Use a discreet recorder. When casino security fusses about photography and recordings, a tablet PC or a memory stick recorder that looks like a phone is less likely to attract attention.
Water. You need more than you think.
Locate the restrooms. Due to Water and the coffee you need to stay attentive from 9am to 9pm.
Wear comfortable shoes. The Venetian was too pricey so we're at the Imperial Palace - only two casinos away but add in the size of the casinos and the fact that the conference space is behind the casino floor and it's a half hour walk from the room.
Put your camera, business cards and the other things you want to grab often in a pocket. Put them in the same pocket each time.
If the schedule is available in advance try to prepick sessions but expect them to change. Add the sessions you're interested in to your calendar and synch that to your phone. My Vario has the conference sessions in because I used the iCal links on the MIX site to put them in Outlook. I had to update the times by hand - RSS simple list updates now please! - but I have the descriptions to hand, and I get alarms for sessions.
Go party. I grab people at the end of sessions when I can but I also look for them at the party and in the labs and chat slots. And now - I shall go party
To be able to give a user the address of the exact information they want means breaking down monolithic content like video streams and calendars and forum threads. And that means thinking about how things are indexed, and they they're presented. When Blinkx finds a video that matches what you're searching for it could send an offset to start the video playing at the right point - but content owners don't like that because they've put the ads that pay for their service at the beginning of the video. Too many groupware systems give you a link for the calendar, not a link for individual days or events in the calendar. And if a link to a forum comes up in a search you'll usually find yourself at the first post in the thread rather than the relevant post - the whole thread has been indexed rather than the individual posts.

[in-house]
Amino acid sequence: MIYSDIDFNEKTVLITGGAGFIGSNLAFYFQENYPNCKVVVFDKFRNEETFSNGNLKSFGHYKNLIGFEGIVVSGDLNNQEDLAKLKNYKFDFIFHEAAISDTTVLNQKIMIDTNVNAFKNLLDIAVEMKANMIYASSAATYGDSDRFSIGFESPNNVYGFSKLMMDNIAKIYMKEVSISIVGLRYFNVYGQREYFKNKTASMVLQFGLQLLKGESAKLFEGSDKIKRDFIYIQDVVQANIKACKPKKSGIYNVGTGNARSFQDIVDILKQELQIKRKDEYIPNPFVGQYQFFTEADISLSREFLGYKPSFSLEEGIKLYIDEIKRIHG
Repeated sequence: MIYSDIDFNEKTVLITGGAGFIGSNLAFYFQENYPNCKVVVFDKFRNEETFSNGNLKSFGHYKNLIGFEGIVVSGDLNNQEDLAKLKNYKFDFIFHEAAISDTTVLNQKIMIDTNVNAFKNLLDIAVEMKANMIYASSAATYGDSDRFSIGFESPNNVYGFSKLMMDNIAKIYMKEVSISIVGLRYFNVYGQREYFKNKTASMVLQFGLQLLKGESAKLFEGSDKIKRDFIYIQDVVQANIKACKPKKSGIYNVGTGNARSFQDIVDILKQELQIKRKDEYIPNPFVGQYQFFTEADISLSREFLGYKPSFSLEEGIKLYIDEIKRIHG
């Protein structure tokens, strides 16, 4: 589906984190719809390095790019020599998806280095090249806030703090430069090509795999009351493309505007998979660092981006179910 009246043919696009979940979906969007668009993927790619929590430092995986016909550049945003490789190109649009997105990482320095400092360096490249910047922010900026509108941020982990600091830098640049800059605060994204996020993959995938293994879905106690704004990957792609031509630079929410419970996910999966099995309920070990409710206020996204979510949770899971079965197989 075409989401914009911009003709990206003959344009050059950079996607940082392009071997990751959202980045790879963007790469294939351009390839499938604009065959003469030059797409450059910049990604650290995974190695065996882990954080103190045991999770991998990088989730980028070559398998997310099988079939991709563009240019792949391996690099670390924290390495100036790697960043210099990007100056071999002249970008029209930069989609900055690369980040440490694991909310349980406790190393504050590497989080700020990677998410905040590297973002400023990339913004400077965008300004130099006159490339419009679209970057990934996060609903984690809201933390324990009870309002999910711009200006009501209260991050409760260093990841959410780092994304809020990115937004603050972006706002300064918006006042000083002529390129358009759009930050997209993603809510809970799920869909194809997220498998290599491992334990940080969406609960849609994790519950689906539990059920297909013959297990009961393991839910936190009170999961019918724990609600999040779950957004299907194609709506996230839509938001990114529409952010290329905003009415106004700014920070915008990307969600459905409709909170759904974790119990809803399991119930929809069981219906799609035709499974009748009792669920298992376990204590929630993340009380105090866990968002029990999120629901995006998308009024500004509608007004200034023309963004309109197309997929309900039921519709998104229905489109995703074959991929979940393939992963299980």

What's the logical addressable unit of content? It's going to vary depending on the content type, but as a consumer I'm going to want more granularity than the producer expects. Often, there's a fragment of information that's exciting or interesting that I want to share rather than pointing someone at a whole work; I'm hoping they'll find the whole thing interesting, but it's the snippet I think will catch them. The smart content provider will see value in letting me push people to the interesting bit in the hope they'll want to see more rather than forcing people to sit through all of it. Addressability might look like losing control - actually it's giving both publisher and visitor finer grained control.